Appeals Court Eases Robocall Rules, And The Calls Keep Coming

By on April 2, 2018

April 2, 2018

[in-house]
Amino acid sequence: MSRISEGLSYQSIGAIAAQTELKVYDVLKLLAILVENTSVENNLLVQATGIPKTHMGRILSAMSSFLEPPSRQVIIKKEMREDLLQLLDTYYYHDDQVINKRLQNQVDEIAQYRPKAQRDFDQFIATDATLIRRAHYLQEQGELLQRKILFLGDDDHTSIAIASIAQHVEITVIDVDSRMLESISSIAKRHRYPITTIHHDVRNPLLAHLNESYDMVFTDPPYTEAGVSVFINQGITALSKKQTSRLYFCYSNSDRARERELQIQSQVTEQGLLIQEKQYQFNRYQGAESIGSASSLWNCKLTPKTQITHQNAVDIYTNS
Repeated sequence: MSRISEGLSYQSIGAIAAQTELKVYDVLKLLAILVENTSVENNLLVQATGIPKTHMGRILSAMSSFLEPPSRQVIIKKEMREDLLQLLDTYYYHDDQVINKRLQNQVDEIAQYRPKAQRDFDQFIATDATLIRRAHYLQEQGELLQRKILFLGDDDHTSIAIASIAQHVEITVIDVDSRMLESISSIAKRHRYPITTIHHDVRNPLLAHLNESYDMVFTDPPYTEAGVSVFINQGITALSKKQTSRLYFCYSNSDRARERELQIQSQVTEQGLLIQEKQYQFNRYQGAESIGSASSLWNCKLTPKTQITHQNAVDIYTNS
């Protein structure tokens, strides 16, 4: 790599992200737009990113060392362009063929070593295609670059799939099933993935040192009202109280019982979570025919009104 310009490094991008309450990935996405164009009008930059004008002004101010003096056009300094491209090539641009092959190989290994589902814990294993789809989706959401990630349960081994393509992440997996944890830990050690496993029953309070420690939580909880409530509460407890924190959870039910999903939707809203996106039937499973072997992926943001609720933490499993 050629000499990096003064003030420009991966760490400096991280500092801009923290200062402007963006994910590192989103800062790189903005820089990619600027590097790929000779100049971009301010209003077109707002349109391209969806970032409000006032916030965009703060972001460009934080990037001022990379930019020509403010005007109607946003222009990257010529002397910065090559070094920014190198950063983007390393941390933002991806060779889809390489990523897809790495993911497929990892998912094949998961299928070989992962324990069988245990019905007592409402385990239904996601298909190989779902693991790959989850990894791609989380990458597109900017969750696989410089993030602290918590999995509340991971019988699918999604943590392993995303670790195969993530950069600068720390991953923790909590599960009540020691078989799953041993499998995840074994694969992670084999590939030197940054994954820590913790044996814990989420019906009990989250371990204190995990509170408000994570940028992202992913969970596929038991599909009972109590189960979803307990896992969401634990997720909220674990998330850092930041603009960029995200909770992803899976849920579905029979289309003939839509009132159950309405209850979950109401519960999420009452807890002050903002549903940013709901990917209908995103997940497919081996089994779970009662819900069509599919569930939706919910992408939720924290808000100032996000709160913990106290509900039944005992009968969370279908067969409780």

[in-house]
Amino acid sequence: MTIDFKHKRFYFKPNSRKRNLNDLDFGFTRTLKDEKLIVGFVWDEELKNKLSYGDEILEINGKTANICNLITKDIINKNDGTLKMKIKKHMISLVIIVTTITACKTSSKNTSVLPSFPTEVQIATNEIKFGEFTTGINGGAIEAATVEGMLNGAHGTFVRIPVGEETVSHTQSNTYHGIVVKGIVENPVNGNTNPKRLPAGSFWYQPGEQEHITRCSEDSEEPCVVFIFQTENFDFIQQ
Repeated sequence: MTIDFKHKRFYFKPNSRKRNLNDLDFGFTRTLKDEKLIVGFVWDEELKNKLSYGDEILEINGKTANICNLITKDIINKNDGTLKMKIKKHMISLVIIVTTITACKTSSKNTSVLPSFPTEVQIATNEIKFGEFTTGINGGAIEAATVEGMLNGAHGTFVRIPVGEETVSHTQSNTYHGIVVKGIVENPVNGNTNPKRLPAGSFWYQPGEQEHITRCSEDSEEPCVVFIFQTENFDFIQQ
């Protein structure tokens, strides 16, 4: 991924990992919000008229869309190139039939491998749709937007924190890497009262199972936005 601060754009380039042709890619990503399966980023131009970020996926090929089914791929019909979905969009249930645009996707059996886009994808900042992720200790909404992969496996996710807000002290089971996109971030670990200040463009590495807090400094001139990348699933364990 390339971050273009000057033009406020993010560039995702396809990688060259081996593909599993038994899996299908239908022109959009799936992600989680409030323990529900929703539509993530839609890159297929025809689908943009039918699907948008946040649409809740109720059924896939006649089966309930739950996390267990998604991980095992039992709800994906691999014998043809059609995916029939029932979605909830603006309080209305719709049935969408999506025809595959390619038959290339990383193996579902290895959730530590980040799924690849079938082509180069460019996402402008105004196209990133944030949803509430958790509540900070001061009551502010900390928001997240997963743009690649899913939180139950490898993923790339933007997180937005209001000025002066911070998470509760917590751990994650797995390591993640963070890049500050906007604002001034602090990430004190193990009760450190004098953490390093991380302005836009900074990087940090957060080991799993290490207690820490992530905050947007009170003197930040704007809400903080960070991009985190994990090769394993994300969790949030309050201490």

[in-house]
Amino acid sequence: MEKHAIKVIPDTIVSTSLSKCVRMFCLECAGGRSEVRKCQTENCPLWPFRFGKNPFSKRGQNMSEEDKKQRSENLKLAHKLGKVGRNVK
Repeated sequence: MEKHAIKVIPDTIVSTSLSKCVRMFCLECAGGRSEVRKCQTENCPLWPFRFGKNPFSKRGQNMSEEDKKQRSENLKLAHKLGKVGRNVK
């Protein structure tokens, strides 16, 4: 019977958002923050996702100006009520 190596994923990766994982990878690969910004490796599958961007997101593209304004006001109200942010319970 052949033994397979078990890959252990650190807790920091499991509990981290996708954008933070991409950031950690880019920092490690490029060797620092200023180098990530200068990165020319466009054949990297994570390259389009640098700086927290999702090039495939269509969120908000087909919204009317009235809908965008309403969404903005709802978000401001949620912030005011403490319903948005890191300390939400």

“Proving once again that technology moves much faster than the law,” writes attorney Grant S. Degginger in a Lexology post, the Court of Appeals for the D.C. Circuit struck down significant parts of the FCC interpretation of the Telephone Consumer Protection Act. The court found that rules formulated in an age of quasi-mechanical auto-dialing systems were too broad to work in the era of smartphones, and could even be construed to render individuals culpable for making routine phone calls or sending texts without consent. The court also struck down the so-called “one-call safe harbor rule.” That rule applied in cases where a phone number, whose owner had allowed marketing calls, was reassigned, something that is said to happen often enough to create a problem for some companies. In the likely event the new owner is not a willing recipient, a party that pesters that number with robocalls can be targeted by the FCC. Per the one-call rule, companies were indulged just one unwanted marketing call before enforcement could in theory kick in, and that was deemed unreasonable by the court. Meanwhile, the epidemic of robo-marketing calls continues unabated. Its epicenter appears to be in the state of Florida, reports an article in Florida Today.

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